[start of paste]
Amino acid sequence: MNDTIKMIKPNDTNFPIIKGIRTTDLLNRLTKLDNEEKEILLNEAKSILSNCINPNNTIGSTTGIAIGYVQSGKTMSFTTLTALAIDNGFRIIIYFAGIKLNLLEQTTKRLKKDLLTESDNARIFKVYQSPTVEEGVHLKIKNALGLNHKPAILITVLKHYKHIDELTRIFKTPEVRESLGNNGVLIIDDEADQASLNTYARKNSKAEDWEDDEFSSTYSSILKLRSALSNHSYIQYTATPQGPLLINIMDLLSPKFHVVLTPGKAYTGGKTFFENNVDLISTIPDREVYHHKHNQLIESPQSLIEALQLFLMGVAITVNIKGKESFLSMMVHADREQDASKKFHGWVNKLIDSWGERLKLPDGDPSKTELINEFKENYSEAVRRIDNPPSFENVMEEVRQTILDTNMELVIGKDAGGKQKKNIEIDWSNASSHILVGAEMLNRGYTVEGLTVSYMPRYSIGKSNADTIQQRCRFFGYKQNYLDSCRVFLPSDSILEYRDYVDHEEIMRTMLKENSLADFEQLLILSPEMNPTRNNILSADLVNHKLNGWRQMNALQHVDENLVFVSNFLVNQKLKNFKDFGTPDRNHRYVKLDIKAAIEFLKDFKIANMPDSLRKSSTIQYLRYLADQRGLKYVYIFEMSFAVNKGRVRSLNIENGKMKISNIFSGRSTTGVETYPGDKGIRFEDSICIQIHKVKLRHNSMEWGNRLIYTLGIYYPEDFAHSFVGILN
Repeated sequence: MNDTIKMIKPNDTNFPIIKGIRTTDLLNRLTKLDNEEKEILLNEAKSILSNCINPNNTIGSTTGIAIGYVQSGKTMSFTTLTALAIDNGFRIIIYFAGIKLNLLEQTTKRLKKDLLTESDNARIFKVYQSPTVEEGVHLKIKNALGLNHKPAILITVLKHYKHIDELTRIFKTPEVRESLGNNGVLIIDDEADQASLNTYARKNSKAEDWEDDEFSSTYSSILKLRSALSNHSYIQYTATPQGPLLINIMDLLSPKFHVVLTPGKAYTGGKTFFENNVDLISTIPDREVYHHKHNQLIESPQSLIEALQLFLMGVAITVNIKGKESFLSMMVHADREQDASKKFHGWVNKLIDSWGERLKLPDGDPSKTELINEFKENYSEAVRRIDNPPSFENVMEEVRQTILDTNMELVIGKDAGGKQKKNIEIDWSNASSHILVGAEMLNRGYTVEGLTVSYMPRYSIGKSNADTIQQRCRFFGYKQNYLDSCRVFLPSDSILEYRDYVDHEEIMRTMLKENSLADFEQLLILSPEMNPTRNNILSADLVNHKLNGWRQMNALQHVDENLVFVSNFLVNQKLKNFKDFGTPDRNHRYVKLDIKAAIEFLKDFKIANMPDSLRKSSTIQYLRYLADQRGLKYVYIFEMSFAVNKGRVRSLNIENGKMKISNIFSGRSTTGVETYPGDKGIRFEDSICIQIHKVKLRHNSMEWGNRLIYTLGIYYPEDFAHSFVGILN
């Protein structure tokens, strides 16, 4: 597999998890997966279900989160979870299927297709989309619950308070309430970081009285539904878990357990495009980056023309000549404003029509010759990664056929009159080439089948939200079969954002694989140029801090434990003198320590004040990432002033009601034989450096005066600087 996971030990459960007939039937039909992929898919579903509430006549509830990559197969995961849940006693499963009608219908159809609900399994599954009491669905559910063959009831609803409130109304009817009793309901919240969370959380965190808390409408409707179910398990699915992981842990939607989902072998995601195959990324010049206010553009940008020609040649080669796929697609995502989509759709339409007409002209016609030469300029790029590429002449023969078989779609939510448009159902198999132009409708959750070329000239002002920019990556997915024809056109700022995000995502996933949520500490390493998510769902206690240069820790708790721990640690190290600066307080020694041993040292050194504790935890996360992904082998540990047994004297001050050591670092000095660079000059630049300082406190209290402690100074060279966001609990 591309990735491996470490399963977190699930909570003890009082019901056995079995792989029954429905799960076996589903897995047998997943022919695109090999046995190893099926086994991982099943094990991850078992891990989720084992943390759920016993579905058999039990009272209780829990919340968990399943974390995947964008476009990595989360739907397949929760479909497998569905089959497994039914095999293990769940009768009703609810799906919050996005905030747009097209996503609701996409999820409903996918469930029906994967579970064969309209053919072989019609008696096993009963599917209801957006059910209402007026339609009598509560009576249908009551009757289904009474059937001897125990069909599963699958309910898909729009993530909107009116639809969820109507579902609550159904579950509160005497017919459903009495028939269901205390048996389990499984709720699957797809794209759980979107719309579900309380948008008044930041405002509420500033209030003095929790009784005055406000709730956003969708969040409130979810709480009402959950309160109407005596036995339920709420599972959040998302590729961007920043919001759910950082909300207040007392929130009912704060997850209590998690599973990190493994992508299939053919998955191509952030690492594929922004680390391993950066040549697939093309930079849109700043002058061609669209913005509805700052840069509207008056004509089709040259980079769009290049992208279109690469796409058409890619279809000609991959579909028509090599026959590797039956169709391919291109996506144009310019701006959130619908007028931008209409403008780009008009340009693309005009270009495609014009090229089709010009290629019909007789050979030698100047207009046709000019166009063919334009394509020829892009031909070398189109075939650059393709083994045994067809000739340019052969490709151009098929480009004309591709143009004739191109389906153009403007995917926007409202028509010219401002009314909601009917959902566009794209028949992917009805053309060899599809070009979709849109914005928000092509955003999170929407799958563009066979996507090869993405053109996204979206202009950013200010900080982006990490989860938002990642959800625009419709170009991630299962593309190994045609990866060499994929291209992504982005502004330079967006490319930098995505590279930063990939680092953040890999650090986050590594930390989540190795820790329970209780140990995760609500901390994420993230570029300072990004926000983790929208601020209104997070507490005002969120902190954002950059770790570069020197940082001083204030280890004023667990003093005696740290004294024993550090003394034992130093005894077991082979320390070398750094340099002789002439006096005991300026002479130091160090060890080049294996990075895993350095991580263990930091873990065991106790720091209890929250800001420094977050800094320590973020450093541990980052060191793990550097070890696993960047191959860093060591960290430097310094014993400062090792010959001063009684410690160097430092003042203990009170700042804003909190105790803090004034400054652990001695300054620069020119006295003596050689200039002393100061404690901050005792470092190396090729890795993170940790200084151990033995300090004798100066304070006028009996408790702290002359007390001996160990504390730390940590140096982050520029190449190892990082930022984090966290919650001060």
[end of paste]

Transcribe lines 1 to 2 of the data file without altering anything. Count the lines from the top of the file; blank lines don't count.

Amino acid sequence: MNDTIKMIKPNDTNFPIIKGIRTTDLLNRLTKLDNEEKEILLNEAKSILSNCINPNNTIGSTTGIAIGYVQSGKTMSFTTLTALAIDNGFRIIIYFAGIKLNLLEQTTKRLKKDLLTESDNARIFKVYQSPTVEEGVHLKIKNALGLNHKPAILITVLKHYKHIDELTRIFKTPEVRESLGNNGVLIIDDEADQASLNTYARKNSKAEDWEDDEFSSTYSSILKLRSALSNHSYIQYTATPQGPLLINIMDLLSPKFHVVLTPGKAYTGGKTFFENNVDLISTIPDREVYHHKHNQLIESPQSLIEALQLFLMGVAITVNIKGKESFLSMMVHADREQDASKKFHGWVNKLIDSWGERLKLPDGDPSKTELINEFKENYSEAVRRIDNPPSFENVMEEVRQTILDTNMELVIGKDAGGKQKKNIEIDWSNASSHILVGAEMLNRGYTVEGLTVSYMPRYSIGKSNADTIQQRCRFFGYKQNYLDSCRVFLPSDSILEYRDYVDHEEIMRTMLKENSLADFEQLLILSPEMNPTRNNILSADLVNHKLNGWRQMNALQHVDENLVFVSNFLVNQKLKNFKDFGTPDRNHRYVKLDIKAAIEFLKDFKIANMPDSLRKSSTIQYLRYLADQRGLKYVYIFEMSFAVNKGRVRSLNIENGKMKISNIFSGRSTTGVETYPGDKGIRFEDSICIQIHKVKLRHNSMEWGNRLIYTLGIYYPEDFAHSFVGILN
Repeated sequence: MNDTIKMIKPNDTNFPIIKGIRTTDLLNRLTKLDNEEKEILLNEAKSILSNCINPNNTIGSTTGIAIGYVQSGKTMSFTTLTALAIDNGFRIIIYFAGIKLNLLEQTTKRLKKDLLTESDNARIFKVYQSPTVEEGVHLKIKNALGLNHKPAILITVLKHYKHIDELTRIFKTPEVRESLGNNGVLIIDDEADQASLNTYARKNSKAEDWEDDEFSSTYSSILKLRSALSNHSYIQYTATPQGPLLINIMDLLSPKFHVVLTPGKAYTGGKTFFENNVDLISTIPDREVYHHKHNQLIESPQSLIEALQLFLMGVAITVNIKGKESFLSMMVHADREQDASKKFHGWVNKLIDSWGERLKLPDGDPSKTELINEFKENYSEAVRRIDNPPSFENVMEEVRQTILDTNMELVIGKDAGGKQKKNIEIDWSNASSHILVGAEMLNRGYTVEGLTVSYMPRYSIGKSNADTIQQRCRFFGYKQNYLDSCRVFLPSDSILEYRDYVDHEEIMRTMLKENSLADFEQLLILSPEMNPTRNNILSADLVNHKLNGWRQMNALQHVDENLVFVSNFLVNQKLKNFKDFGTPDRNHRYVKLDIKAAIEFLKDFKIANMPDSLRKSSTIQYLRYLADQRGLKYVYIFEMSFAVNKGRVRSLNIENGKMKISNIFSGRSTTGVETYPGDKGIRFEDSICIQIHKVKLRHNSMEWGNRLIYTLGIYYPEDFAHSFVGILN